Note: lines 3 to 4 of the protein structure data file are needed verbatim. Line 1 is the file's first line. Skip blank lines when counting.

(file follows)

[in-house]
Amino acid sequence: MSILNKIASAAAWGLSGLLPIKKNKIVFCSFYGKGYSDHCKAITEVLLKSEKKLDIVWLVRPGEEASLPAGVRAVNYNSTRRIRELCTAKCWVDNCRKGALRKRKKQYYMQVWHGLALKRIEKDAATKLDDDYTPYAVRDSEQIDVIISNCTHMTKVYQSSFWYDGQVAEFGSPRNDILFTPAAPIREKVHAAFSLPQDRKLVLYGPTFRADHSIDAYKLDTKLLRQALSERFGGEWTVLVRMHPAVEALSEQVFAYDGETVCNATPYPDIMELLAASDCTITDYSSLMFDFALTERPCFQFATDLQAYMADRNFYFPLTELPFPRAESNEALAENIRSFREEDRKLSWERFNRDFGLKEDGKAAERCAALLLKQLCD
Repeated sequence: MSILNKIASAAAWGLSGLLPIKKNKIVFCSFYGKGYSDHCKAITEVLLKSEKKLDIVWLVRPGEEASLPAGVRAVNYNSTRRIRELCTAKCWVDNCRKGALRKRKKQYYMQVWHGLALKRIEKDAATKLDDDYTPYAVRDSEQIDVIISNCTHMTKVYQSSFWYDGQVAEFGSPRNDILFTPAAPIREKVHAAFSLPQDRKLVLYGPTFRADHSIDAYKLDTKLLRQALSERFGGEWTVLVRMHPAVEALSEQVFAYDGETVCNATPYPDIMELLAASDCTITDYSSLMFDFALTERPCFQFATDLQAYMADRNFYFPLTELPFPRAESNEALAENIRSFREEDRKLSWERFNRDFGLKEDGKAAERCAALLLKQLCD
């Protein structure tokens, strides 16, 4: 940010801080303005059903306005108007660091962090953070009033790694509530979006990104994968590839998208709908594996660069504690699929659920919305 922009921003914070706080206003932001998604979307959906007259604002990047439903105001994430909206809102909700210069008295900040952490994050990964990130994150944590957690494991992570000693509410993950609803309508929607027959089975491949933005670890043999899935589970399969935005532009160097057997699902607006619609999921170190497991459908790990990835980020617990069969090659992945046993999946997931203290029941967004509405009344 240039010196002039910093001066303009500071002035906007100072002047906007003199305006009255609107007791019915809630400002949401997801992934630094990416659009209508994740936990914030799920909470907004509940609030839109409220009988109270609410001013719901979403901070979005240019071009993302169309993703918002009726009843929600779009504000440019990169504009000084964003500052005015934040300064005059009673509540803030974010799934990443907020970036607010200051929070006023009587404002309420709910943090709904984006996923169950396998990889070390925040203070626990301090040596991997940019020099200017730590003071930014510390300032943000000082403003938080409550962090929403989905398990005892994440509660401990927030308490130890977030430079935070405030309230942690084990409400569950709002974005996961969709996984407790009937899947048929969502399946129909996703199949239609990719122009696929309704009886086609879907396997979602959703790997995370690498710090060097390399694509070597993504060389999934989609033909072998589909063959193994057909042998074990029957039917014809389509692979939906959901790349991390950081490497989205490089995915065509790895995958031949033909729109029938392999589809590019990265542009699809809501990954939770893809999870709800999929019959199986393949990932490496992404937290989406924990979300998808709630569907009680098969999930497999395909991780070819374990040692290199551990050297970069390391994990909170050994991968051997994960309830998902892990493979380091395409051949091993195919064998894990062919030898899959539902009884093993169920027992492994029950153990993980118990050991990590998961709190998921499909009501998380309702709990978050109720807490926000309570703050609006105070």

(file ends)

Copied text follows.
Repeated sequence: MSILNKIASAAAWGLSGLLPIKKNKIVFCSFYGKGYSDHCKAITEVLLKSEKKLDIVWLVRPGEEASLPAGVRAVNYNSTRRIRELCTAKCWVDNCRKGALRKRKKQYYMQVWHGLALKRIEKDAATKLDDDYTPYAVRDSEQIDVIISNCTHMTKVYQSSFWYDGQVAEFGSPRNDILFTPAAPIREKVHAAFSLPQDRKLVLYGPTFRADHSIDAYKLDTKLLRQALSERFGGEWTVLVRMHPAVEALSEQVFAYDGETVCNATPYPDIMELLAASDCTITDYSSLMFDFALTERPCFQFATDLQAYMADRNFYFPLTELPFPRAESNEALAENIRSFREEDRKLSWERFNRDFGLKEDGKAAERCAALLLKQLCD
């Protein structure tokens, strides 16, 4: 940010801080303005059903306005108007660091962090953070009033790694509530979006990104994968590839998208709908594996660069504690699929659920919305 922009921003914070706080206003932001998604979307959906007259604002990047439903105001994430909206809102909700210069008295900040952490994050990964990130994150944590957690494991992570000693509410993950609803309508929607027959089975491949933005670890043999899935589970399969935005532009160097057997699902607006619609999921170190497991459908790990990835980020617990069969090659992945046993999946997931203290029941967004509405009344 240039010196002039910093001066303009500071002035906007100072002047906007003199305006009255609107007791019915809630400002949401997801992934630094990416659009209508994740936990914030799920909470907004509940609030839109409220009988109270609410001013719901979403901070979005240019071009993302169309993703918002009726009843929600779009504000440019990169504009000084964003500052005015934040300064005059009673509540803030974010799934990443907020970036607010200051929070006023009587404002309420709910943090709904984006996923169950396998990889070390925040203070626990301090040596991997940019020099200017730590003071930014510390300032943000000082403003938080409550962090929403989905398990005892994440509660401990927030308490130890977030430079935070405030309230942690084990409400569950709002974005996961969709996984407790009937899947048929969502399946129909996703199949239609990719122009696929309704009886086609879907396997979602959703790997995370690498710090060097390399694509070597993504060389999934989609033909072998589909063959193994057909042998074990029957039917014809389509692979939906959901790349991390950081490497989205490089995915065509790895995958031949033909729109029938392999589809590019990265542009699809809501990954939770893809999870709800999929019959199986393949990932490496992404937290989406924990979300998808709630569907009680098969999930497999395909991780070819374990040692290199551990050297970069390391994990909170050994991968051997994960309830998902892990493979380091395409051949091993195919064998894990062919030898899959539902009884093993169920027992492994029950153990993980118990050991990590998961709190998921499909009501998380309702709990978050109720807490926000309570703050609006105070």